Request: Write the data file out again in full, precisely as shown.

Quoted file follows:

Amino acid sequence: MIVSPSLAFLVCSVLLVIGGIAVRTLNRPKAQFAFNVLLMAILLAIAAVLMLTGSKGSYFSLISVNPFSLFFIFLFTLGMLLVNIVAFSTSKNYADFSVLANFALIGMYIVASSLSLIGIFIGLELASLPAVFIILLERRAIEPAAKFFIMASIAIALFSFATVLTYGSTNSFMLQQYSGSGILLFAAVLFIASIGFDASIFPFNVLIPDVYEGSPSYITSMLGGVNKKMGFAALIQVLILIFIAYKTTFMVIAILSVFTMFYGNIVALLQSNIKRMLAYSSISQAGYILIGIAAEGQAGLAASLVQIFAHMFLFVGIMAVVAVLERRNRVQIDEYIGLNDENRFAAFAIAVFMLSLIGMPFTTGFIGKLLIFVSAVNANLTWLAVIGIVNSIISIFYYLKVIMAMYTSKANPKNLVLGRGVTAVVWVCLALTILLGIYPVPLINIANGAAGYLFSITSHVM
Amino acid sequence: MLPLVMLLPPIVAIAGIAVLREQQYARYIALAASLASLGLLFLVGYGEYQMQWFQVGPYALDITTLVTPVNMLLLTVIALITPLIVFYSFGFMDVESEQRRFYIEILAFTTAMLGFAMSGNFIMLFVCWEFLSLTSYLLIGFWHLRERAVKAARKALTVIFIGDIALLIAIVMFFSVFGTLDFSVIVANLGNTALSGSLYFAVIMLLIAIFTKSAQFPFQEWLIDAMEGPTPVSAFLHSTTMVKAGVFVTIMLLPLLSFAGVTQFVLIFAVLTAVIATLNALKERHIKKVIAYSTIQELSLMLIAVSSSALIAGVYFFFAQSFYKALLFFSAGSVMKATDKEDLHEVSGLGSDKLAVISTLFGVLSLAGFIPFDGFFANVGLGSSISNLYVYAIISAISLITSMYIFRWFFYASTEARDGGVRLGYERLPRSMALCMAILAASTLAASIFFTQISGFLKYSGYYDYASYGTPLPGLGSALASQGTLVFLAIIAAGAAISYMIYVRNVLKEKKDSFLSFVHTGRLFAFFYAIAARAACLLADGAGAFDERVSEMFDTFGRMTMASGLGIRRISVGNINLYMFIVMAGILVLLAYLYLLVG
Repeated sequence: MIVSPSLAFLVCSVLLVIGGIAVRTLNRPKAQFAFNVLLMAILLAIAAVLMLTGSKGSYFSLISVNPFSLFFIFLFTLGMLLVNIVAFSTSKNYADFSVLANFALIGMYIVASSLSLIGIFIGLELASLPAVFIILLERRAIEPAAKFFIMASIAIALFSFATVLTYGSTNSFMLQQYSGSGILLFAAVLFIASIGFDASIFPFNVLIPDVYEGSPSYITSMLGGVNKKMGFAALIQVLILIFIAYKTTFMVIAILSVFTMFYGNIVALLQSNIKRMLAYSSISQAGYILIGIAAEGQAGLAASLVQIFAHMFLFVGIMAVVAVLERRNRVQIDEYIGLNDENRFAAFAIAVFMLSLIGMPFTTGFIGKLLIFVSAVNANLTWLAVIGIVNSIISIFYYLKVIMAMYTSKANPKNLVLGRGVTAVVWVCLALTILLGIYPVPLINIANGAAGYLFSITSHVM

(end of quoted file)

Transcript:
Amino acid sequence: MIVSPSLAFLVCSVLLVIGGIAVRTLNRPKAQFAFNVLLMAILLAIAAVLMLTGSKGSYFSLISVNPFSLFFIFLFTLGMLLVNIVAFSTSKNYADFSVLANFALIGMYIVASSLSLIGIFIGLELASLPAVFIILLERRAIEPAAKFFIMASIAIALFSFATVLTYGSTNSFMLQQYSGSGILLFAAVLFIASIGFDASIFPFNVLIPDVYEGSPSYITSMLGGVNKKMGFAALIQVLILIFIAYKTTFMVIAILSVFTMFYGNIVALLQSNIKRMLAYSSISQAGYILIGIAAEGQAGLAASLVQIFAHMFLFVGIMAVVAVLERRNRVQIDEYIGLNDENRFAAFAIAVFMLSLIGMPFTTGFIGKLLIFVSAVNANLTWLAVIGIVNSIISIFYYLKVIMAMYTSKANPKNLVLGRGVTAVVWVCLALTILLGIYPVPLINIANGAAGYLFSITSHVM
Amino acid sequence: MLPLVMLLPPIVAIAGIAVLREQQYARYIALAASLASLGLLFLVGYGEYQMQWFQVGPYALDITTLVTPVNMLLLTVIALITPLIVFYSFGFMDVESEQRRFYIEILAFTTAMLGFAMSGNFIMLFVCWEFLSLTSYLLIGFWHLRERAVKAARKALTVIFIGDIALLIAIVMFFSVFGTLDFSVIVANLGNTALSGSLYFAVIMLLIAIFTKSAQFPFQEWLIDAMEGPTPVSAFLHSTTMVKAGVFVTIMLLPLLSFAGVTQFVLIFAVLTAVIATLNALKERHIKKVIAYSTIQELSLMLIAVSSSALIAGVYFFFAQSFYKALLFFSAGSVMKATDKEDLHEVSGLGSDKLAVISTLFGVLSLAGFIPFDGFFANVGLGSSISNLYVYAIISAISLITSMYIFRWFFYASTEARDGGVRLGYERLPRSMALCMAILAASTLAASIFFTQISGFLKYSGYYDYASYGTPLPGLGSALASQGTLVFLAIIAAGAAISYMIYVRNVLKEKKDSFLSFVHTGRLFAFFYAIAARAACLLADGAGAFDERVSEMFDTFGRMTMASGLGIRRISVGNINLYMFIVMAGILVLLAYLYLLVG
Repeated sequence: MIVSPSLAFLVCSVLLVIGGIAVRTLNRPKAQFAFNVLLMAILLAIAAVLMLTGSKGSYFSLISVNPFSLFFIFLFTLGMLLVNIVAFSTSKNYADFSVLANFALIGMYIVASSLSLIGIFIGLELASLPAVFIILLERRAIEPAAKFFIMASIAIALFSFATVLTYGSTNSFMLQQYSGSGILLFAAVLFIASIGFDASIFPFNVLIPDVYEGSPSYITSMLGGVNKKMGFAALIQVLILIFIAYKTTFMVIAILSVFTMFYGNIVALLQSNIKRMLAYSSISQAGYILIGIAAEGQAGLAASLVQIFAHMFLFVGIMAVVAVLERRNRVQIDEYIGLNDENRFAAFAIAVFMLSLIGMPFTTGFIGKLLIFVSAVNANLTWLAVIGIVNSIISIFYYLKVIMAMYTSKANPKNLVLGRGVTAVVWVCLALTILLGIYPVPLINIANGAAGYLFSITSHVM